Japanese Scallops Draw Attention from Abroad! Why Are They So Popular?

Japanese scallops are highly prized in overseas markets and represent one of Japan’s top agricultural, forestry, and fisheries exports.

According to statistics from the Ministry of Agriculture, Forestry and Fisheries (MAFF), scallops are a popular export item among Japanese food products. Looking at export value to the U.S. in 2022, scallops are a large export item at 78 billion yen. What explains the tremendous popularity of scallops, which sell so well domestically, as well as other globally popular exports such as whiskey and beef?

A key factor is scallop size. Scallops caught in the U.S. and elsewhere tend to be much smaller than Japanese scallops. The large raw scallops served at high-end Japanese restaurants overseas have become extremely popular, driving export growth.

Most raw scallops for export come from Hokkaido. According to the Hokkaido Fisheries Cooperative, scallop sizes are categorized from 2L to 7S, with 2L being the largest. The premium sizes in demand for export to the U.S. and beyond range from 2L to 3S. A single 2L scallop can weigh 50-60 grams – about the size of an egg!

Most scallops destined for export are carefully hand-shucked using a spatula. However, this manual process has led to labor shortages. Work is underway to develop automated shelling machines, but maintaining freshness while strengthening domestic processing capacity remains an issue.

Scallops have two peak seasons – summer and winter. Winter scallops are said to make superior broth. Key flavor compounds include the amino acid glycine, succinic acid, and glycogen.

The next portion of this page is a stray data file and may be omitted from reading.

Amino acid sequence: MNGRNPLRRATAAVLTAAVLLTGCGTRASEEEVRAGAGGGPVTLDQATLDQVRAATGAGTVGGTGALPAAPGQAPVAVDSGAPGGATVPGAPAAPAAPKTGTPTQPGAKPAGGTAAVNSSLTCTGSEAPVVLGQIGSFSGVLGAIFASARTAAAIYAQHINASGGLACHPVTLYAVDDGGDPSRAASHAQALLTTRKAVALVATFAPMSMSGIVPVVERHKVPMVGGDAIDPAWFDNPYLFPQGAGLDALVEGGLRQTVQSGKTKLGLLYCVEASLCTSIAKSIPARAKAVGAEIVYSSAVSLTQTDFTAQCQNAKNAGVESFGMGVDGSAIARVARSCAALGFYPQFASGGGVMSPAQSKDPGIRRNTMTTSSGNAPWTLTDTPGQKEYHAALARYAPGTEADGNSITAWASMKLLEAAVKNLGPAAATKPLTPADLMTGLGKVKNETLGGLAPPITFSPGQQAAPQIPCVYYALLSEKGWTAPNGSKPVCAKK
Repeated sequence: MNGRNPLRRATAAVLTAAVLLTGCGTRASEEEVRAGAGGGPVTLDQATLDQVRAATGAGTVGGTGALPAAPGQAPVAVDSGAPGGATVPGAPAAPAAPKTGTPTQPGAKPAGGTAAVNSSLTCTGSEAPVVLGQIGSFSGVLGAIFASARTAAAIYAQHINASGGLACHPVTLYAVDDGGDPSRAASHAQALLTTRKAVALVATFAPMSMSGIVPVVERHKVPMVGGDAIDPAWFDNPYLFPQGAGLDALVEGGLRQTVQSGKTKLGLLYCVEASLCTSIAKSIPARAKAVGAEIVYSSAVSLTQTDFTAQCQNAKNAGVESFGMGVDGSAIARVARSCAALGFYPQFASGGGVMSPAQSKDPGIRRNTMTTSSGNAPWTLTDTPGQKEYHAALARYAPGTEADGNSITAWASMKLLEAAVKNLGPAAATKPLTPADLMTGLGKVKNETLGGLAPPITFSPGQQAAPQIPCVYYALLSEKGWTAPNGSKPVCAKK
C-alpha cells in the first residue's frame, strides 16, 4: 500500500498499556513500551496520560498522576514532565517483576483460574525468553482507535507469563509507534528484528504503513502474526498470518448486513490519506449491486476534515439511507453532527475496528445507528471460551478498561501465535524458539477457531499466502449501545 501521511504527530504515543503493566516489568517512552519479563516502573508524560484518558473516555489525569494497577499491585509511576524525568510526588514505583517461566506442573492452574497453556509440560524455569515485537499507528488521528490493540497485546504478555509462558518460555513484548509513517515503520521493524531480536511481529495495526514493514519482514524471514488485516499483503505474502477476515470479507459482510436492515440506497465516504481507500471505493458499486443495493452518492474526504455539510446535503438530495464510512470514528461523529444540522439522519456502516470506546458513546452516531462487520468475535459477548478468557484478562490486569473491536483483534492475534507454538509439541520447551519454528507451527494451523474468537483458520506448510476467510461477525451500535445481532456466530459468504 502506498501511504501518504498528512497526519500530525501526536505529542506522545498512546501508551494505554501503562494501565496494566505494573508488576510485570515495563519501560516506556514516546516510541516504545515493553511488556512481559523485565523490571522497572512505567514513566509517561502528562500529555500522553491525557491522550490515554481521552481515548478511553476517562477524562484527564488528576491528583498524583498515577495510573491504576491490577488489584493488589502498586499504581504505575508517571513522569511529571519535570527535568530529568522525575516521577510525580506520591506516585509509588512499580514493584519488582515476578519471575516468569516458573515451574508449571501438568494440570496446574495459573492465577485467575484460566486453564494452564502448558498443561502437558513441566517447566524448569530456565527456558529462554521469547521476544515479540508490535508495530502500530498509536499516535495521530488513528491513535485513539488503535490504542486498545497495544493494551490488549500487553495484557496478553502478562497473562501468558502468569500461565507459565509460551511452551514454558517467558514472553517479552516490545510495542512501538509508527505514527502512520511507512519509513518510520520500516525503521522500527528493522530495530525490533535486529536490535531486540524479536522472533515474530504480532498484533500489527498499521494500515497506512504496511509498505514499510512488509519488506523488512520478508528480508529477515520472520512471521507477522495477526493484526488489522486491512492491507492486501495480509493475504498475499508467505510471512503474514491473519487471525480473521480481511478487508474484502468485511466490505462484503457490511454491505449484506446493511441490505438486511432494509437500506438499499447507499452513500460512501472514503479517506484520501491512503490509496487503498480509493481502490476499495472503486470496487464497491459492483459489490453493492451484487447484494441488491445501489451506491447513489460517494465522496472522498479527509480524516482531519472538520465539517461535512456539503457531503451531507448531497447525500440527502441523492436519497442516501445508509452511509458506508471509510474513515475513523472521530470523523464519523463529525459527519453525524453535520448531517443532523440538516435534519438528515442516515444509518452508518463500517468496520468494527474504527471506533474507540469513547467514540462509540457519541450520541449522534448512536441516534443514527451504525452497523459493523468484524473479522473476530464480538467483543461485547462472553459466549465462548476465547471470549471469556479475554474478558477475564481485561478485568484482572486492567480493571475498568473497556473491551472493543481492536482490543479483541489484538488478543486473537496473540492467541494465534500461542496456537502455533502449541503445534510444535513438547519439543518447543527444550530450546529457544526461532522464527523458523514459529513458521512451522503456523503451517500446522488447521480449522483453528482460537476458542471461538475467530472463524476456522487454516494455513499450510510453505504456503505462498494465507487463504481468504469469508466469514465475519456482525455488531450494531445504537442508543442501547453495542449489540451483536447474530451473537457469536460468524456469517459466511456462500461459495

Scallops can be prepared in countless ways, but one beloved regional specialty is “Kaiyaki-Miso” from Aomori Prefecture. It’s made by using the scallop shell as a bowl, adding miso paste to the scallop broth, green onions, and other ingredients, then topped with an egg. In the past, this nourishing dish was served to those recovering from illness.

Hokkaido lands the largest scallop catch in Japan, followed by Aomori. With scallops in season, why not try Japan’s globally popular shellfish?

◆Scallop Trivia

Scallops live on the ocean floor at depths of 20-30 meters, in areas of sandy mud and rubble that have coarser grains than habitats of clams. They inhabit dispersed environments, with habitat temperatures ranging from 5-22°C. Scallops are cold water mollusks – they die if water temperatures exceed 20°C for prolonged periods in summer. Their prevalence in the northern areas of Japan like Hokkaido and Aomori Prefecture demonstrates their preference for cool water.

Seabed after releasing juvenile clams.

The scientific name Patinopecten yessoensis(JAY)  comes from specimens carried back to America from Hakodate by Perry’s fleet in 1854. In 1856 the American scientist Jay coined the name. In Latin, “patino” means plate, “pecten” means comb, and “yessoensis” indicates “of Ezo” – referring to Hokkaido’s former name Ezo. This describes the scallop’s shell – plate-shaped with comb-like ridges.

A view of the scallop landing.

The original Japanese name for a scallop is “hotate.” An old folk etymology claimed it came from “hokakebune” meaning sailboat because scallops supposedly sailed through the water with one shell raised like a sail. But scallops actually move by forcefully ejecting water from their shells.

Scallops are unloaded onto a truck and transported to the processing plant.

Photo by MAFF (https://www.maff.go.jp/j/pr/aff/2202/spe1_04.html)

The Hokkaido scallops can be purchased from Japanese stores and online through UGI FOODS, Weeee!, and Whitefin Market. They also offer a convenient delivery service to bring your order home.

Whitefin Market